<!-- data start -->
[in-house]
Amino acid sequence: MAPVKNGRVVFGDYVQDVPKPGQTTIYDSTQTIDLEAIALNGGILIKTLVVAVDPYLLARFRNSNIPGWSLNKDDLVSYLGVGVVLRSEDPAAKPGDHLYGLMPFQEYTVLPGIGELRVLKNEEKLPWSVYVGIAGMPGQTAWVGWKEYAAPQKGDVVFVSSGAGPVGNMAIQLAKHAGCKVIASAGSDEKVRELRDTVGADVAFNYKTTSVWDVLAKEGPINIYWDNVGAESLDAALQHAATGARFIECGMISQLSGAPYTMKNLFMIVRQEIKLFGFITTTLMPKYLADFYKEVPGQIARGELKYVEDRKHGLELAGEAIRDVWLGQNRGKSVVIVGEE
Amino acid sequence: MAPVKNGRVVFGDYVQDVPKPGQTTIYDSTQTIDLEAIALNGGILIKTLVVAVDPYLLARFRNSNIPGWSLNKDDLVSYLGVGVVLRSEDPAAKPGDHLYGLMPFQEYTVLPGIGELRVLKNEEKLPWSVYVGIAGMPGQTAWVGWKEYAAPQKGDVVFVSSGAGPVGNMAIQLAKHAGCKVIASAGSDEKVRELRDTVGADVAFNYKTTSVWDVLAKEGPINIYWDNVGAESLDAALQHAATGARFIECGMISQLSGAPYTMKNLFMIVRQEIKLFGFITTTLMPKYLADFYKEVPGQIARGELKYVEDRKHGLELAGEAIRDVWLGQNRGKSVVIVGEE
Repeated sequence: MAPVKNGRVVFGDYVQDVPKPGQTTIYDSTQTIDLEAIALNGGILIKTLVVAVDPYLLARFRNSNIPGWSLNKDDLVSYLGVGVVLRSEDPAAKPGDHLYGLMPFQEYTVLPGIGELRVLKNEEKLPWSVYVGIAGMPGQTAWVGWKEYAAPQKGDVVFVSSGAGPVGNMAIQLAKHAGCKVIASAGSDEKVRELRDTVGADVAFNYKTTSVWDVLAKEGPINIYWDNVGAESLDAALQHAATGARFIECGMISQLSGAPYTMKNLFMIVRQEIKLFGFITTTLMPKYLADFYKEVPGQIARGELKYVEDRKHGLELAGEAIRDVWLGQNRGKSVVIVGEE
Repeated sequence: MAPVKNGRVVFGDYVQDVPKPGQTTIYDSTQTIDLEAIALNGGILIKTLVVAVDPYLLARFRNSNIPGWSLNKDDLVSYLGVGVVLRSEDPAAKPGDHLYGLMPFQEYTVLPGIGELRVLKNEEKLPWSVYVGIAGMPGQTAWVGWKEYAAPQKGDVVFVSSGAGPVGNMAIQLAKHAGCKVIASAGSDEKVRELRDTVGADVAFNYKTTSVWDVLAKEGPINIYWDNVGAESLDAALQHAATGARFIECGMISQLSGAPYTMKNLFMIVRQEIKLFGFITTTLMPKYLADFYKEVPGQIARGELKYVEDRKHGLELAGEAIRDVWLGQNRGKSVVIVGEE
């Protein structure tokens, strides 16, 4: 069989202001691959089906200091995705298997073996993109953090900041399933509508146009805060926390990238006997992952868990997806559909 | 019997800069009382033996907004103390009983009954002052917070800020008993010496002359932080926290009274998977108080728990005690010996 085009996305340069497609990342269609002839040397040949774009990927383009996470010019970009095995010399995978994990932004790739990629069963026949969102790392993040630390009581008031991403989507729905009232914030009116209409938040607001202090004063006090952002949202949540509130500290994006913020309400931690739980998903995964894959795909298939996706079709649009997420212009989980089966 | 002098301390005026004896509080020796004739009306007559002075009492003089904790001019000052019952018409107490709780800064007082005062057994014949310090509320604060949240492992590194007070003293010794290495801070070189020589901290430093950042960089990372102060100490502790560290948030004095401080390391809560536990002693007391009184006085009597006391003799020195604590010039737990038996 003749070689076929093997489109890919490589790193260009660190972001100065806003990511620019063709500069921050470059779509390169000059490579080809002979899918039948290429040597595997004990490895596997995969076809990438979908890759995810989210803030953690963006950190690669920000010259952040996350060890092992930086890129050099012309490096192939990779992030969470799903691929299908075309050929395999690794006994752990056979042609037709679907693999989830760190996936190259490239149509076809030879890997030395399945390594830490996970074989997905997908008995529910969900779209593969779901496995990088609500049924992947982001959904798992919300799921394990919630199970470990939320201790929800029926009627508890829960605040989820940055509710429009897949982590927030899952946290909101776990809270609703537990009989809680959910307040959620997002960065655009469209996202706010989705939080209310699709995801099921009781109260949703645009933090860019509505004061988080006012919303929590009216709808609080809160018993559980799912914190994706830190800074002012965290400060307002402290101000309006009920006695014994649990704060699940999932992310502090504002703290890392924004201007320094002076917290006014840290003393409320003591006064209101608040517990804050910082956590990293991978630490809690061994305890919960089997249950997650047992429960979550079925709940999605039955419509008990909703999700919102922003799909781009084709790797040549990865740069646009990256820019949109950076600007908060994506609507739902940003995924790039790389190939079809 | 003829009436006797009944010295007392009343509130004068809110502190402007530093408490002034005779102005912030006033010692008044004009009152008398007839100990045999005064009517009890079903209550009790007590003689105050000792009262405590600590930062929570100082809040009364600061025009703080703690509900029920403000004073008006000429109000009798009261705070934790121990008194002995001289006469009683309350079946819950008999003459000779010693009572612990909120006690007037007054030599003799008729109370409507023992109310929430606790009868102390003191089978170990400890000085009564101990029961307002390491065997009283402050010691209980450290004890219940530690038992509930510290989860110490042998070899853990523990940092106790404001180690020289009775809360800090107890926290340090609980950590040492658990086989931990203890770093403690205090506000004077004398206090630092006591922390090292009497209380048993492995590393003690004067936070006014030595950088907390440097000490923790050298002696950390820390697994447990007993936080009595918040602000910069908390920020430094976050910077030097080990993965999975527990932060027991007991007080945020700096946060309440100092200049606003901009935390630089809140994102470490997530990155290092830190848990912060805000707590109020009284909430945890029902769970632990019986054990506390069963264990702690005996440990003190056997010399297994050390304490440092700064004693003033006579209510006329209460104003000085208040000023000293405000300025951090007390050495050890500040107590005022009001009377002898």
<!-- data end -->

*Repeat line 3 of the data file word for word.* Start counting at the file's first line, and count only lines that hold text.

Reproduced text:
Amino acid sequence: MAPVKNGRVVFGDYVQDVPKPGQTTIYDSTQTIDLEAIALNGGILIKTLVVAVDPYLLARFRNSNIPGWSLNKDDLVSYLGVGVVLRSEDPAAKPGDHLYGLMPFQEYTVLPGIGELRVLKNEEKLPWSVYVGIAGMPGQTAWVGWKEYAAPQKGDVVFVSSGAGPVGNMAIQLAKHAGCKVIASAGSDEKVRELRDTVGADVAFNYKTTSVWDVLAKEGPINIYWDNVGAESLDAALQHAATGARFIECGMISQLSGAPYTMKNLFMIVRQEIKLFGFITTTLMPKYLADFYKEVPGQIARGELKYVEDRKHGLELAGEAIRDVWLGQNRGKSVVIVGEE